Tuberculosis in children
Pavithra Logitharajah and Beate Kampmann give an overview of this potentially lethal disease
One third of the entire global population is infected with latent tuberculosis, and 1.6 million people die from tuberculosis each year.1 In 2000 11% of all new cases of tuberculosis worldwide were in children.2 The burden of childhood tuberculosis has been estimated to be as high as 40% in some endemic areas.3
Transmission occurs by spread of respiratory droplets. Children with tuberculosis have far fewer bacteria in their lungs than adults so it is rare for children to be the source of transmission. Children usually acquire tuberculosis from older family members. Neonatal tuberculosis is rare.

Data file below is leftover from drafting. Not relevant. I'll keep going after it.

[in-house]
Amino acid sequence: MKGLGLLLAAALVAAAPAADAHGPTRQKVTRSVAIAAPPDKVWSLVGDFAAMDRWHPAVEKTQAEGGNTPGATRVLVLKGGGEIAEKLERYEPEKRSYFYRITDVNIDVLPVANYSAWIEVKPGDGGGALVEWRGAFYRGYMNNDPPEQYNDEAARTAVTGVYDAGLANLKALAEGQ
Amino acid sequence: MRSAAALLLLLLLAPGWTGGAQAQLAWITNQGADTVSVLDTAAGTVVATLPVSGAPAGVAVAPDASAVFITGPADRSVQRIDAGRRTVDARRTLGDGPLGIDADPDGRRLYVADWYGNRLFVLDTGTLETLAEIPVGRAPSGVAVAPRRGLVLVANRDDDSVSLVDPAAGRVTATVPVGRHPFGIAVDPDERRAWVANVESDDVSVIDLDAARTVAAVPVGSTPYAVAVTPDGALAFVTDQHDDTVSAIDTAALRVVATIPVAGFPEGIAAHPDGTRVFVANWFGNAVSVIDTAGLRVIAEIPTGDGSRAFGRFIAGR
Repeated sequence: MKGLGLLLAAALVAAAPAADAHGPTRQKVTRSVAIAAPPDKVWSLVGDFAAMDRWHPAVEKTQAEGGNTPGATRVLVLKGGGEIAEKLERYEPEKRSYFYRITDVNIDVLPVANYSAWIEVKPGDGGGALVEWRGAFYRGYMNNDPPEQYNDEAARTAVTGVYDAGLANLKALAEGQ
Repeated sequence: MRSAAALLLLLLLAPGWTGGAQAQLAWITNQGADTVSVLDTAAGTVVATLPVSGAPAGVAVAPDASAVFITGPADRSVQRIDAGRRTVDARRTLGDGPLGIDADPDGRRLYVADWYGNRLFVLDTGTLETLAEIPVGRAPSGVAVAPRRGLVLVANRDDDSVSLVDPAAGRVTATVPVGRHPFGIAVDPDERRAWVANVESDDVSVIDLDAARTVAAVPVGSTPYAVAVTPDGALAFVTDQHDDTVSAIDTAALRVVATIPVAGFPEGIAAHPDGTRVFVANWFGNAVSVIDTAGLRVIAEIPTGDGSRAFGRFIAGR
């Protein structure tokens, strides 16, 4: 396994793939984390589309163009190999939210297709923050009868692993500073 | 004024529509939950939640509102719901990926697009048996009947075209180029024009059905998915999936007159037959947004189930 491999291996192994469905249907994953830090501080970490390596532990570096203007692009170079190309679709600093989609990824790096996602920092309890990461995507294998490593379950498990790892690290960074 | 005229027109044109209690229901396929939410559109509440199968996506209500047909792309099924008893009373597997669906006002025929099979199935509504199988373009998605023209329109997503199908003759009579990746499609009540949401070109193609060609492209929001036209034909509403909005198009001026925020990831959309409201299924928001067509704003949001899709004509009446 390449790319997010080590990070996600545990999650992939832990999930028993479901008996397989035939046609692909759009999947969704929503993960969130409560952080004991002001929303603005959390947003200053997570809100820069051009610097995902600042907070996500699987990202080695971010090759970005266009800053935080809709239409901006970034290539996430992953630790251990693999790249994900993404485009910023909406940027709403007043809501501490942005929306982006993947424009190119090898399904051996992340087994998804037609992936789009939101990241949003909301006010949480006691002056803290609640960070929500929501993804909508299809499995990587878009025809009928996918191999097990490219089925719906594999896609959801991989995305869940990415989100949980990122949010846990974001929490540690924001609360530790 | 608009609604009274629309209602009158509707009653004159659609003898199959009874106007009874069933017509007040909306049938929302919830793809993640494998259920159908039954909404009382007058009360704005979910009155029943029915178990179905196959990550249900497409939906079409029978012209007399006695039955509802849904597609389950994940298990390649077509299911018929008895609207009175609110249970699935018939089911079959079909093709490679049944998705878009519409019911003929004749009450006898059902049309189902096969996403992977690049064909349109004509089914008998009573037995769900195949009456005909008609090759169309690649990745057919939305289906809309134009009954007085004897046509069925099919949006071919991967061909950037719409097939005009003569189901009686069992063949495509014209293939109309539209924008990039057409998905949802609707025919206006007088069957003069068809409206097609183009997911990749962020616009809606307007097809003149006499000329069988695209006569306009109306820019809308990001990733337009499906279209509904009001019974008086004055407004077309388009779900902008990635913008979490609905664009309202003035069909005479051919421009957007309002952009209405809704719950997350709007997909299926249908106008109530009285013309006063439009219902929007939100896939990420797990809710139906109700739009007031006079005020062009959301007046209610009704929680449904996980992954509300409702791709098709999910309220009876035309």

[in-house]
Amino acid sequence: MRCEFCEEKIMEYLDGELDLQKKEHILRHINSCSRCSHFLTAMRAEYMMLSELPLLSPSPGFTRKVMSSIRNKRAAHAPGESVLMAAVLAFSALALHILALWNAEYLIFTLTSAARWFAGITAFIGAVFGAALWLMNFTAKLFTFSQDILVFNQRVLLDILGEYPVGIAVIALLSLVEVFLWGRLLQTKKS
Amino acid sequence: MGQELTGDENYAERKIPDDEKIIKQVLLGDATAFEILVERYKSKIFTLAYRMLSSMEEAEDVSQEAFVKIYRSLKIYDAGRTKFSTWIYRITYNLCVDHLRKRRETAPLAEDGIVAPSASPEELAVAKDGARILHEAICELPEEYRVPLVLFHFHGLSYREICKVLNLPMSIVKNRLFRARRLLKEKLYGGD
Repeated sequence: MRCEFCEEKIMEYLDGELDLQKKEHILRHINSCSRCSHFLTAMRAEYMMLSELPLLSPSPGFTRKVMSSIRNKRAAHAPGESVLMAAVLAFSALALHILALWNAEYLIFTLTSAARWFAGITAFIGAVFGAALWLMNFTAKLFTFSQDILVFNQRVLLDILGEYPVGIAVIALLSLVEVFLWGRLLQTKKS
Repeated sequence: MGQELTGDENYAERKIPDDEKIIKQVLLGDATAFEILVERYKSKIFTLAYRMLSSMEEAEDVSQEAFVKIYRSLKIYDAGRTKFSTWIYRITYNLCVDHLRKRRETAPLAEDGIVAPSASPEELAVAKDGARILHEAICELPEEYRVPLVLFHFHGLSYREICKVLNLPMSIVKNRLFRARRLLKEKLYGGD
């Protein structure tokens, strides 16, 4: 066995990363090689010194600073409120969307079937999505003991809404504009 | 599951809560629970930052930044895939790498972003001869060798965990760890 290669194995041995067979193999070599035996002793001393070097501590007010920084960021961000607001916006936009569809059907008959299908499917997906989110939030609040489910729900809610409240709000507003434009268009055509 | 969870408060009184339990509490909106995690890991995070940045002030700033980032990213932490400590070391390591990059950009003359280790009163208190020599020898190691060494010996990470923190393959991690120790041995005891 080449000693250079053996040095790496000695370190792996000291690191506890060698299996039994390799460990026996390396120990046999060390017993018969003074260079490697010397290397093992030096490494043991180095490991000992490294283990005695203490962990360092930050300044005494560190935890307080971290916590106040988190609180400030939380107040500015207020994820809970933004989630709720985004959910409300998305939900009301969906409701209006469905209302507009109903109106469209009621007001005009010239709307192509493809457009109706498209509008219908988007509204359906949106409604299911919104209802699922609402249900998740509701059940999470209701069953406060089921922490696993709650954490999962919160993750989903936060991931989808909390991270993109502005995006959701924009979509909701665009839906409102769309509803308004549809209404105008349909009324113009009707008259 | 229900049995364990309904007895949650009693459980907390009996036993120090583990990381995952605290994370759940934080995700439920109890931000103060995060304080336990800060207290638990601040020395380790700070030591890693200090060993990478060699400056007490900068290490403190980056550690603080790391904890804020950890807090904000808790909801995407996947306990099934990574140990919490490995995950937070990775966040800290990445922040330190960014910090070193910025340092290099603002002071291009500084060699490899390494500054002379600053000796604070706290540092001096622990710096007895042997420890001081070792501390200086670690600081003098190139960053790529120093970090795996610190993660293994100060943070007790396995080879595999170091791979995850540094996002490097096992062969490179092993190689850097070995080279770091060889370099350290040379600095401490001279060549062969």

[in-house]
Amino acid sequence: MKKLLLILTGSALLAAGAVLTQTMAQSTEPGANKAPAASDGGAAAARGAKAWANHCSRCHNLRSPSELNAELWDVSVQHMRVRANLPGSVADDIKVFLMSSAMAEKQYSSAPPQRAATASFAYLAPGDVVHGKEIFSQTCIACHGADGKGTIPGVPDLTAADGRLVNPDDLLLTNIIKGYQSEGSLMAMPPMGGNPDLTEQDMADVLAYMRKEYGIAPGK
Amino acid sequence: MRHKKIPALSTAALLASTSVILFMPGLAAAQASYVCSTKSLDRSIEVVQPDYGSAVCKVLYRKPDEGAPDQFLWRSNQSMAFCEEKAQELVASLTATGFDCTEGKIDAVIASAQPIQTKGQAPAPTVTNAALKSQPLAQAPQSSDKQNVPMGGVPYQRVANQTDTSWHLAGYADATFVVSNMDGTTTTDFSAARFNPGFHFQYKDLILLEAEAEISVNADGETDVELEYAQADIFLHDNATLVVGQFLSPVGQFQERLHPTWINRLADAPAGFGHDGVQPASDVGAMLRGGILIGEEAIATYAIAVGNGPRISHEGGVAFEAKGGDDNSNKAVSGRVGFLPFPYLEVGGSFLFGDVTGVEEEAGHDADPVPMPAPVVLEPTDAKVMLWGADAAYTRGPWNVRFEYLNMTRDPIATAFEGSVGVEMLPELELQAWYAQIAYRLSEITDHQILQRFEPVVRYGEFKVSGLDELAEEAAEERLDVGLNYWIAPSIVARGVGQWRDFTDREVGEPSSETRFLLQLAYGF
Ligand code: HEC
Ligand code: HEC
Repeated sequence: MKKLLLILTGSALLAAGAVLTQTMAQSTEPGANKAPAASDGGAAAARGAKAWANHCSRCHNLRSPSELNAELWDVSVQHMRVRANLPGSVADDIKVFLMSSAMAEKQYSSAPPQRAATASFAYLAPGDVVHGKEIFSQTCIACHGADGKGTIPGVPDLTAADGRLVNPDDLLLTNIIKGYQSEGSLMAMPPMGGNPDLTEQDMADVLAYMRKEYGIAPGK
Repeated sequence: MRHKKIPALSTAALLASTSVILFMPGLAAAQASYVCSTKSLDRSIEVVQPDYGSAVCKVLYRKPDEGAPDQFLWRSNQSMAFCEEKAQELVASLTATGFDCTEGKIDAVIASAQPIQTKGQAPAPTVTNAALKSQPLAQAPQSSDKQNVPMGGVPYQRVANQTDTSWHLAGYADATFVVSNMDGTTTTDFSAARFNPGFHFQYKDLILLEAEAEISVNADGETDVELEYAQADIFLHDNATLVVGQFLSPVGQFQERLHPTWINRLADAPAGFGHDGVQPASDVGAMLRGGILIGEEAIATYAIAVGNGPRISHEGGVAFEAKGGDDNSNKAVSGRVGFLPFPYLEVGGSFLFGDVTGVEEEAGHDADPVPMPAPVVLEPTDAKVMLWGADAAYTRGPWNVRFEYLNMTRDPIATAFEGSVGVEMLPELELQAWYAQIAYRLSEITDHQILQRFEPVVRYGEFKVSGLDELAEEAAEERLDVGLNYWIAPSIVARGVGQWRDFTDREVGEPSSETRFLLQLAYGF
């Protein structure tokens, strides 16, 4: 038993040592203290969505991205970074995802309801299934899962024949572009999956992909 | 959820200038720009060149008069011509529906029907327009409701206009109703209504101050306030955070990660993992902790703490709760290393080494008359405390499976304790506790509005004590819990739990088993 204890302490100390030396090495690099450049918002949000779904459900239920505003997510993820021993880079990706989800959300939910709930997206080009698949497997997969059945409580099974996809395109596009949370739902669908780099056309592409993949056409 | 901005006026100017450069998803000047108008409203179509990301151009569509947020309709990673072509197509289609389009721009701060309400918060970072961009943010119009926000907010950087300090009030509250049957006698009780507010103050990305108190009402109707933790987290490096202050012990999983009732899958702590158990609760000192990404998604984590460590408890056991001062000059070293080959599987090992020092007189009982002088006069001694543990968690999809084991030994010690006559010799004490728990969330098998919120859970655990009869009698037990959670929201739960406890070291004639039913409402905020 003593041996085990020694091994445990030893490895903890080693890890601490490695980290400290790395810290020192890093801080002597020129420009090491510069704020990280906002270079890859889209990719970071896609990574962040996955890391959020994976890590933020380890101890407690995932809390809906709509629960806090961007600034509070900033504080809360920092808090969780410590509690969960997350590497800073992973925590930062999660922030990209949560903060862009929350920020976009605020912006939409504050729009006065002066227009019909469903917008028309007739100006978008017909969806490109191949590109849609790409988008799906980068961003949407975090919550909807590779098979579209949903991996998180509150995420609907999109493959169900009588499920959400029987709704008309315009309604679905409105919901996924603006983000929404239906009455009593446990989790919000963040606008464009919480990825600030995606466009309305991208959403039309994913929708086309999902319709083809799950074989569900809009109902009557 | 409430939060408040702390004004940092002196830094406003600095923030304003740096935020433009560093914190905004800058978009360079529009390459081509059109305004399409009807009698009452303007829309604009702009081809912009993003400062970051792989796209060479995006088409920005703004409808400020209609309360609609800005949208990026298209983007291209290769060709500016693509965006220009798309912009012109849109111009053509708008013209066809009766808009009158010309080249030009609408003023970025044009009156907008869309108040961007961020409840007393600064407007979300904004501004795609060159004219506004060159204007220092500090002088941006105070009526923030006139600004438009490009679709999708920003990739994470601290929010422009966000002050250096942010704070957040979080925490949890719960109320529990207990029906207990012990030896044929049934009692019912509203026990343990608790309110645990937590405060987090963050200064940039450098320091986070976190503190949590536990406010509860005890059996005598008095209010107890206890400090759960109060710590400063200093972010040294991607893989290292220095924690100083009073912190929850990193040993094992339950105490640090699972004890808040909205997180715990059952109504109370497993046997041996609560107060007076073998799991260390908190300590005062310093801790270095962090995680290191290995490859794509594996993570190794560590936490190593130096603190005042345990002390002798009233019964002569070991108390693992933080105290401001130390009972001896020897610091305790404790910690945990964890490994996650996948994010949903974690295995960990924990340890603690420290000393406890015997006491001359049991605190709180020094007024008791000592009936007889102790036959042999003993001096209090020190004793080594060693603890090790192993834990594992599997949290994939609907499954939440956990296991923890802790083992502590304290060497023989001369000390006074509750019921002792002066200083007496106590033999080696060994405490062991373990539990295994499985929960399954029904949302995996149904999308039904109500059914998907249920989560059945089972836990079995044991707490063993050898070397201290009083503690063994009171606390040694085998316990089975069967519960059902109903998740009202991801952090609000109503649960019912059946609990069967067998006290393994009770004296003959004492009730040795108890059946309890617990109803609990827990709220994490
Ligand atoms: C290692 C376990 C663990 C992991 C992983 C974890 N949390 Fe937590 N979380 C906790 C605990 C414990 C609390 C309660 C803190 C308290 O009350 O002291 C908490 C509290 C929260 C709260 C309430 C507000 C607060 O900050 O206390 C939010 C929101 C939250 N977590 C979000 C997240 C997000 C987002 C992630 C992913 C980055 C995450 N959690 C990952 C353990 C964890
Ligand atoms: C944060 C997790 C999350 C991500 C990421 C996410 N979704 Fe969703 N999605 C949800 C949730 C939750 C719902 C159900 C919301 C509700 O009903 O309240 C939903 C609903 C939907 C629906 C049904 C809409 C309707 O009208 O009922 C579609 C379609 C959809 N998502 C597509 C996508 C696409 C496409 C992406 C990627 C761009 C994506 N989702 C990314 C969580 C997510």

Mycobacterium tuberculosis is a Gram positive bacterium. Its thick cell wall and its slow replication rate make it necessary for antibiotic treatment to go on for months. It is acid-alcohol fast because the cell wall retains the Ziehl-Neelson stain, resisting decolorisation by acid or alcohol.
When M tuberculosis antigens are detected, the body's normal response